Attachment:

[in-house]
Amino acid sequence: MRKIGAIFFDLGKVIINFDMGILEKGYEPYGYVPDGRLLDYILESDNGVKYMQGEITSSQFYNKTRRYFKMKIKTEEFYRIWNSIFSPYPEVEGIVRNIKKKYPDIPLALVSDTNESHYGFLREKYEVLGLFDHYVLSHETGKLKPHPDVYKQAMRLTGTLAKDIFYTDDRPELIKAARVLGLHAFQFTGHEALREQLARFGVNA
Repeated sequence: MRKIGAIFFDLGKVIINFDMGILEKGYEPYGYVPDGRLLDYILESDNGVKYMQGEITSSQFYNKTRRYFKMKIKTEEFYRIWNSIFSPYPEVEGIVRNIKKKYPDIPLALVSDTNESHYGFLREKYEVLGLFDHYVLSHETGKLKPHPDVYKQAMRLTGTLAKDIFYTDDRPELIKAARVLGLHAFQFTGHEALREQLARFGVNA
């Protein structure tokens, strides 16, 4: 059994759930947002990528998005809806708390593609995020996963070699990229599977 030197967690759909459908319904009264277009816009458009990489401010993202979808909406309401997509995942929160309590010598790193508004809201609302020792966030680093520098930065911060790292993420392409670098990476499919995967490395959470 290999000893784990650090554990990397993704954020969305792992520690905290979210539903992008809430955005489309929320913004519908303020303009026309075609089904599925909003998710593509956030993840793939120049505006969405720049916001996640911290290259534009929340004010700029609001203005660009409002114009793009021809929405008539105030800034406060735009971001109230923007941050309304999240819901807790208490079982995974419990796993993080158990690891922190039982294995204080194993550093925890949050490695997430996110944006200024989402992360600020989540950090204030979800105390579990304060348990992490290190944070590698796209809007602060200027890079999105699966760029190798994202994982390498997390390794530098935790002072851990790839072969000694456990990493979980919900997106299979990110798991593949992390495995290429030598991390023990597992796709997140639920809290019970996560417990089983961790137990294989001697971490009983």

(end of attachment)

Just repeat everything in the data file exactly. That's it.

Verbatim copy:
[in-house]
Amino acid sequence: MRKIGAIFFDLGKVIINFDMGILEKGYEPYGYVPDGRLLDYILESDNGVKYMQGEITSSQFYNKTRRYFKMKIKTEEFYRIWNSIFSPYPEVEGIVRNIKKKYPDIPLALVSDTNESHYGFLREKYEVLGLFDHYVLSHETGKLKPHPDVYKQAMRLTGTLAKDIFYTDDRPELIKAARVLGLHAFQFTGHEALREQLARFGVNA
Repeated sequence: MRKIGAIFFDLGKVIINFDMGILEKGYEPYGYVPDGRLLDYILESDNGVKYMQGEITSSQFYNKTRRYFKMKIKTEEFYRIWNSIFSPYPEVEGIVRNIKKKYPDIPLALVSDTNESHYGFLREKYEVLGLFDHYVLSHETGKLKPHPDVYKQAMRLTGTLAKDIFYTDDRPELIKAARVLGLHAFQFTGHEALREQLARFGVNA
């Protein structure tokens, strides 16, 4: 059994759930947002990528998005809806708390593609995020996963070699990229599977 030197967690759909459908319904009264277009816009458009990489401010993202979808909406309401997509995942929160309590010598790193508004809201609302020792966030680093520098930065911060790292993420392409670098990476499919995967490395959470 290999000893784990650090554990990397993704954020969305792992520690905290979210539903992008809430955005489309929320913004519908303020303009026309075609089904599925909003998710593509956030993840793939120049505006969405720049916001996640911290290259534009929340004010700029609001203005660009409002114009793009021809929405008539105030800034406060735009971001109230923007941050309304999240819901807790208490079982995974419990796993993080158990690891922190039982294995204080194993550093925890949050490695997430996110944006200024989402992360600020989540950090204030979800105390579990304060348990992490290190944070590698796209809007602060200027890079999105699966760029190798994202994982390498997390390794530098935790002072851990790839072969000694456990990493979980919900997106299979990110798991593949992390495995290429030598991390023990597992796709997140639920809290019970996560417990089983961790137990294989001697971490009983």